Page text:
In the great HardballTalk tradition of “do you put your ketchup in the refrigerator?” comes another random question that has absolutely nothing to do with baseball …
Earlier this week I got a haircut and shortly after sitting down the woman asked me what I did for a living. Without hesitation I replied “accountant” and that pretty much shut down the rest of the conversation, because really how many possible follow-up questions are there for someone who’s an accountant?
At the time it seemed like an amusing thing to do, but then I started thinking that maybe it means I’m insane. So my question is …
Does anyone else ever make up stories while getting a haircut?
(I’d ask Calcaterra, but … well, you know.)
My first haircut lying experience so successfully reached my goal of limiting small talk and encouraging silence that I’m already planning my next story. Pretty soon I’ll be wearing certain clothing to haircuts in order to corroborate my lies. And if that seems like a needlessly complicated and cruel way to interact with a stranger then you’ve never seen someone’s confused reaction when you reply “baseball blogger.”
Rick Morissey of the Chicago Sun-Times published an article on Sunday giving a bit of insight into Cubs president of baseball operations Theo Epstein. When Epsten was younger, he dabbled in sportswriting, but quickly realized the trade wasn’t for him.
As Morissey details, when Epstein was 19 years old writing for Yale’s student newspaper, he wrote an article suggesting the school’s football coach should be fired during what would become a 3-7 season. Epstein was told during the meeting that one writer would defend the coach and one would call for his job. “It was a lesson in the way that the world of journalism sometimes works. It was an eye-opener for me. I regret it, and I’ve happily moved on.”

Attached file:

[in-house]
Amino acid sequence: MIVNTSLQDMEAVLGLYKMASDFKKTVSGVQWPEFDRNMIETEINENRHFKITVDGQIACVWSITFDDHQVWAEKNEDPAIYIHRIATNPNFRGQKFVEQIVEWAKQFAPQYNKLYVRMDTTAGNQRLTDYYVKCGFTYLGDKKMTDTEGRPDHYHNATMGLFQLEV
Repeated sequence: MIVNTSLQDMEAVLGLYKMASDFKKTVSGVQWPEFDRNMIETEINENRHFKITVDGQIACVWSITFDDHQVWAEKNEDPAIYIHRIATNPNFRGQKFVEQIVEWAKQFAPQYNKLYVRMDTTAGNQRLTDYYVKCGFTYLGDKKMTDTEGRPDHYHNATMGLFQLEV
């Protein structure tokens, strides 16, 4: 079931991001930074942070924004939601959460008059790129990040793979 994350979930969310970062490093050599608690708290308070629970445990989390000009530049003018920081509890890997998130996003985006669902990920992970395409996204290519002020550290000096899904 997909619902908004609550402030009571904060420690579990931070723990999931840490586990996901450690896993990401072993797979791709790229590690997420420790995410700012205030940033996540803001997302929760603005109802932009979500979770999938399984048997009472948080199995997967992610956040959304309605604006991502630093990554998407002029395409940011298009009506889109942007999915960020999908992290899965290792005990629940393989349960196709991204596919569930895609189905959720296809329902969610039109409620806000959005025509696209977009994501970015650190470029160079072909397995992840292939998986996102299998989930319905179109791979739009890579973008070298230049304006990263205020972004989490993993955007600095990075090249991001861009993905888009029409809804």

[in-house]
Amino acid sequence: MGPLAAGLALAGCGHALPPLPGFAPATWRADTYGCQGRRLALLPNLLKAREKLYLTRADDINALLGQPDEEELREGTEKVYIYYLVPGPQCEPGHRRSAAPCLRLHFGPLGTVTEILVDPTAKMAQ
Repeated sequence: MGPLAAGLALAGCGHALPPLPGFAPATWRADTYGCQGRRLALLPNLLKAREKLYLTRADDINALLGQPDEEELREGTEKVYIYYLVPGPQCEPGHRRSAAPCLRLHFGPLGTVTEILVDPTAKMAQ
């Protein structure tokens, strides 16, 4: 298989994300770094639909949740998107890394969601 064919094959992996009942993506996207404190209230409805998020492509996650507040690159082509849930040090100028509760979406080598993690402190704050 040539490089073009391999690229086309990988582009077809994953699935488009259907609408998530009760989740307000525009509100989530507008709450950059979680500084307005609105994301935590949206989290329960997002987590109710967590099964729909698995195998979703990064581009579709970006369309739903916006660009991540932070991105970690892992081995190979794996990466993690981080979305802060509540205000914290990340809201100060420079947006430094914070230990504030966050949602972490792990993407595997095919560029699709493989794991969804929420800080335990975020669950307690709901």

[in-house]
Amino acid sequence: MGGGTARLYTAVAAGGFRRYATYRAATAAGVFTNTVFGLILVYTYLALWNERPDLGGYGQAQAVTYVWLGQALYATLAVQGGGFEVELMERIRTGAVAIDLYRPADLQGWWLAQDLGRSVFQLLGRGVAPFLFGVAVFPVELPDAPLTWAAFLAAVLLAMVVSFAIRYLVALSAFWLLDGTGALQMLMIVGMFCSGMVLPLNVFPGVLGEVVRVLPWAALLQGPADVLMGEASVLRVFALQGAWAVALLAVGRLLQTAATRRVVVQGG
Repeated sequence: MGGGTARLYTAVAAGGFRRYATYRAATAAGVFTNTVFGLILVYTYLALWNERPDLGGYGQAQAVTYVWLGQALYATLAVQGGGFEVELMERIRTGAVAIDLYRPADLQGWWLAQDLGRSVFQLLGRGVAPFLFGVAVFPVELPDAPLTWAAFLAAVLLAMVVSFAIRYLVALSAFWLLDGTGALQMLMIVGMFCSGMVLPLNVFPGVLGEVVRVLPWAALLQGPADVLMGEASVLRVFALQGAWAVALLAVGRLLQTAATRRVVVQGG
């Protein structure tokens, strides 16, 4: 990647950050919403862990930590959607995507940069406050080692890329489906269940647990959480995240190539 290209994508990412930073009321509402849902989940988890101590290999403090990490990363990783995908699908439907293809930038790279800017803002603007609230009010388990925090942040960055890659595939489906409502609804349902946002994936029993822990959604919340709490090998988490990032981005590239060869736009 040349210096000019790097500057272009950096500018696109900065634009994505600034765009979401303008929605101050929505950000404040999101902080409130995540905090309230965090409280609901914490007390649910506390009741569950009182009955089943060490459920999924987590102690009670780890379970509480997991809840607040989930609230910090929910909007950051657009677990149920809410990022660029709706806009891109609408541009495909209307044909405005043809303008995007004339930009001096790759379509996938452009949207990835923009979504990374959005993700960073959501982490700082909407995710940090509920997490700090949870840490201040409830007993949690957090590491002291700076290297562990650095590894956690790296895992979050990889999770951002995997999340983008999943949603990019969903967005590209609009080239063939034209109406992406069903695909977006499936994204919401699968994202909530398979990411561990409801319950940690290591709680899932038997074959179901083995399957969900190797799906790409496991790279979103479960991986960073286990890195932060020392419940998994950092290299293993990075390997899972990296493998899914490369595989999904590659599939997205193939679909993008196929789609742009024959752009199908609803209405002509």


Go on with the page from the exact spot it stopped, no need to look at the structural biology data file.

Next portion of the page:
Epstein continued, “I realized I didn’t want to be a sportswriter when I was interning with the Orioles back in ’92, ’93, ’94. I did do a lot of media-relations stuff, and I saw that the life of a sportswriter is pretty lonely. You kind of work by yourself, sit there by yourself in the press box, go back to the hotel bar. Not to generalize.” He added, “But I really respect writing and respect sportswriters.”
He’s not wrong, and he seems to have found his calling as a front office executive. His Cubs are back in the World Series for the first time since 1945.
Indians second baseman Jason Kipnis tweeted on Sunday, “Got a little too close to [Francisco Lindor] during the celebration!! Freak accident but should be good to go by Tuesday! #cantkeepmeoutofthisgame!”
Per MLB.com’s Jordan Bastian, manager Terry Francona said Kipnis is dealing with a low ankle sprain, but he’s expected to be ready to go when the World Series begins on Tuesday. Kipnis went through fielding drills on Sunday.
Kipnis is hitting .167/.219/.367 with a pair of homers and four RBI in eight games this postseason.